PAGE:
What You Don’t Know About Social Security Can Cost You


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By Steve Garfink, International Living,

There is so much we don’t know about our Social Security benefits. For instance, there’s a strategy that can put an extra $64,488 in the bank for millions of married couples and divorcees. Are you among them? Most people aren’t even aware of this program.

Yet even for those who do have a general idea about this legitimate claiming strategy, their lack of specific knowledge could easily prevent them from cashing in. That’s because they changed this rule in 2015 and eliminated it for many beneficiaries. Even if you qualify—and, again, millions still do—you are as likely as not to be told by Social Security Administration personnel that you cannot use it.

Why? Because many, if not most, Social Security representatives never understood the rule, partly because so few people knew to claim it, so consequently few agents learned how to process these applications.

Since the change to this rule there have been a number of notices circulated within the Social Security Administration to instruct staff on how to deal with it. This seems to have only compounded the confusion for the workers at Social Security. And if they are confused, where do you think that leaves the rest of us?

The Social Security program is governed by several thousand different rules that determine who is eligible for which benefit under a given set of circumstances. No one person could possibly keep up with all of them. As a result, most representatives learn to understand those rules which come up over and over again when they sign people up for benefits.

And consider what the workers at Social Security are up against; staff and budget cuts, the high number of baby boomers who are reaching retirement age (approximately 10,000 per day currently), and a hiring freeze.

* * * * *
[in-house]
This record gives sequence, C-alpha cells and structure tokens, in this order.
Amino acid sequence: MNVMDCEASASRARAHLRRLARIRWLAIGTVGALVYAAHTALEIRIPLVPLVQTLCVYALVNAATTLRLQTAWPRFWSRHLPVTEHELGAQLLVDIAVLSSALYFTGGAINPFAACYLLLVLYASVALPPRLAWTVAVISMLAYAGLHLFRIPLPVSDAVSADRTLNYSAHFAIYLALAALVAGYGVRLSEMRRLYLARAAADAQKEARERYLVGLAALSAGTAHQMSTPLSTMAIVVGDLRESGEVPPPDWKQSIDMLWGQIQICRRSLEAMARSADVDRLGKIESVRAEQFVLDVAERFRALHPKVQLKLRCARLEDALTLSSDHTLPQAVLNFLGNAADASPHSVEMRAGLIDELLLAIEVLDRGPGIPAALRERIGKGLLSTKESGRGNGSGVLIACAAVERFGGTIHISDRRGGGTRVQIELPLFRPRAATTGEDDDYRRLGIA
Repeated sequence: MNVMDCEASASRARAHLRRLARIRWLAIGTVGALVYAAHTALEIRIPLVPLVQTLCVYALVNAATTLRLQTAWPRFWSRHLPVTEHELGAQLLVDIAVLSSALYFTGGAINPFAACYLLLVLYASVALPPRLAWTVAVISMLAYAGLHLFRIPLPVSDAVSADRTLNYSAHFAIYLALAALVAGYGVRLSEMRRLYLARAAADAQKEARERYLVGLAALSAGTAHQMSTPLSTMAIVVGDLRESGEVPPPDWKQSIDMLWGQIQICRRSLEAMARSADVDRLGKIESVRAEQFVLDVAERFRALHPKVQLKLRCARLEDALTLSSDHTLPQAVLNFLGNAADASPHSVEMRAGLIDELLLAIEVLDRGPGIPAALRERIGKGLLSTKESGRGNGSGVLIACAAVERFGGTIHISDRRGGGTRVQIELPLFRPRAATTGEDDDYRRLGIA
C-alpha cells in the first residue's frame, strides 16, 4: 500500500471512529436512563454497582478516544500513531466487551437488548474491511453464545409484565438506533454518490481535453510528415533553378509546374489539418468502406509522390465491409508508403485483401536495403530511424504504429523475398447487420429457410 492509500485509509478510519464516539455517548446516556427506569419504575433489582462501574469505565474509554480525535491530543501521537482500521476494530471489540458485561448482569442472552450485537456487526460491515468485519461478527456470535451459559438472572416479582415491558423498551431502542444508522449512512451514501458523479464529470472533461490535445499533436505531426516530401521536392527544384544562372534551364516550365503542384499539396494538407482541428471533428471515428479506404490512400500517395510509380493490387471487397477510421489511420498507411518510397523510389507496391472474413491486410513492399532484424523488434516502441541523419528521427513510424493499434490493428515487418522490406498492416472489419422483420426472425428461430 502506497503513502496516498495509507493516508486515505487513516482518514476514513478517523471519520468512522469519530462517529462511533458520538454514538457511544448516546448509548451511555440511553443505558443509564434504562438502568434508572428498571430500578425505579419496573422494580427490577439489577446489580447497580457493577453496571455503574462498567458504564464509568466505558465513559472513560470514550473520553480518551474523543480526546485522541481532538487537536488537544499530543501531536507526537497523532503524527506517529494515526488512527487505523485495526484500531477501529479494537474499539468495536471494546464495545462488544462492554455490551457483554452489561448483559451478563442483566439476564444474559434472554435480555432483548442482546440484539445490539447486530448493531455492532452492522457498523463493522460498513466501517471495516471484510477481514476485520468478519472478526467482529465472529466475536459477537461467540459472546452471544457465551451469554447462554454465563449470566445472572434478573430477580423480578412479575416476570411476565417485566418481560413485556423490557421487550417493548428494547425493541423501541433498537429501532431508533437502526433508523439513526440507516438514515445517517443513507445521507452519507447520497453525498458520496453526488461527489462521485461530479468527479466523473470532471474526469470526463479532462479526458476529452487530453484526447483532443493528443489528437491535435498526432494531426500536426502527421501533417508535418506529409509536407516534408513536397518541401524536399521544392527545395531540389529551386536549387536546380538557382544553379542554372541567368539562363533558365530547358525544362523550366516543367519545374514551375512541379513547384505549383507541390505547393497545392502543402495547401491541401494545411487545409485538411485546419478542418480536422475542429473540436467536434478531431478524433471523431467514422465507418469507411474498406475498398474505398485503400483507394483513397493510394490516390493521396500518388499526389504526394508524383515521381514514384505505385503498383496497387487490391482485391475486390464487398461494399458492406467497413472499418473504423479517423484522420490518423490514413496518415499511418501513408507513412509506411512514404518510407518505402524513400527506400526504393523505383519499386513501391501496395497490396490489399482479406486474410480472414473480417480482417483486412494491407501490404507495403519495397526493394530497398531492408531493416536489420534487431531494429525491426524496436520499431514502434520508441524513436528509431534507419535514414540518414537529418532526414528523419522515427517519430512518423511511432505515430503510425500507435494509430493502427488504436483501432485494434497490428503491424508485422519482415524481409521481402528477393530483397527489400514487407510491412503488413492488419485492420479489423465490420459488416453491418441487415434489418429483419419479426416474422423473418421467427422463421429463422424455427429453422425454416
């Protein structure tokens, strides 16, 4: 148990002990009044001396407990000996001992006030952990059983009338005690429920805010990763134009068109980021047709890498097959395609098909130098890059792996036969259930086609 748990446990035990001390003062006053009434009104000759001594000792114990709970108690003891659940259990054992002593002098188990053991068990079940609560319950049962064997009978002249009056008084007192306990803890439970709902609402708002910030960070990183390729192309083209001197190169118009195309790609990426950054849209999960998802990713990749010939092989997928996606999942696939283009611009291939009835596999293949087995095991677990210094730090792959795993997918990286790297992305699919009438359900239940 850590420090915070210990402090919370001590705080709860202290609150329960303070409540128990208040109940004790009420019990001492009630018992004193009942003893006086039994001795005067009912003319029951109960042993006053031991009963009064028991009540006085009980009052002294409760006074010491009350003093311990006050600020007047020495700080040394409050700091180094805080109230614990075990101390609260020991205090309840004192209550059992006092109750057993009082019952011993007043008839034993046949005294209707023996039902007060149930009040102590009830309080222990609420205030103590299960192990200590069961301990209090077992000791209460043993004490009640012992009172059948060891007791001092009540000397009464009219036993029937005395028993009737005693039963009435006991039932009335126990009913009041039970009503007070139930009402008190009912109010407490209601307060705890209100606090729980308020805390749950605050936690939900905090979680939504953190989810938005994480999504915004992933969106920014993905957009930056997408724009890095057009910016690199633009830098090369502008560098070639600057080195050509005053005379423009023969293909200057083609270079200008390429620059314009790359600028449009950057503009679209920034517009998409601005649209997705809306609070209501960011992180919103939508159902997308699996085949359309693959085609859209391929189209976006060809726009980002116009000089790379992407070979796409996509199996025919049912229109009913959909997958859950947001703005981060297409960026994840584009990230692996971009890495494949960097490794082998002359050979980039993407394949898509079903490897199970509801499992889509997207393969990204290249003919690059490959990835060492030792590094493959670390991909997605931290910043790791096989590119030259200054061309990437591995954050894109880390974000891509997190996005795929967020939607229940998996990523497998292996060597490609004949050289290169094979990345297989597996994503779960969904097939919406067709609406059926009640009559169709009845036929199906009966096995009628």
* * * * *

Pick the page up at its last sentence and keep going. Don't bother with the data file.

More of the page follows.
What this means for us is that we have to be extra careful to fully understand what our benefit rights are before we file for them. And, we have to be prepared to be our own advocate for those benefits if we meet resistance from Social Security staff.

Let me give you an example.

One of the many changes made to the rules pursuant to the 2015 legislation was the right for a claimant to file and suspend their benefit at their Full Retirement Age (currently 66) and still have family members—most commonly a spouse—file a claim against the suspended account. This option was terminated as of the end of April 2016. Under the new rule, the claimant has to be collecting their own benefit before anyone else can collect a benefit against their account.

However, some Social Security personnel have mistakenly confused this rule—and the associated date—with the end of the spouse claim option that can yield up to $64,488 in extra benefits.

Indeed, a client of mine had this exact experience earlier this year when she was told in no uncertain terms that she is not eligible for this extra benefit when in fact she is. I sent her back to another appointment armed with information to show why this rule did not apply to her (her husband was already collecting his benefit) and to point them to the regulations that make her qualified. Even at that appointment it wasn’t until she was permitted to talk to a supervisor that her rights were finally recognized and they properly enrolled her into this benefit.

While there is much we don’t know about Social Security, we can determine what rules might apply to our situation so that we can be our own best advocate in dealing with the bureaucracy when our time comes to file our claim.

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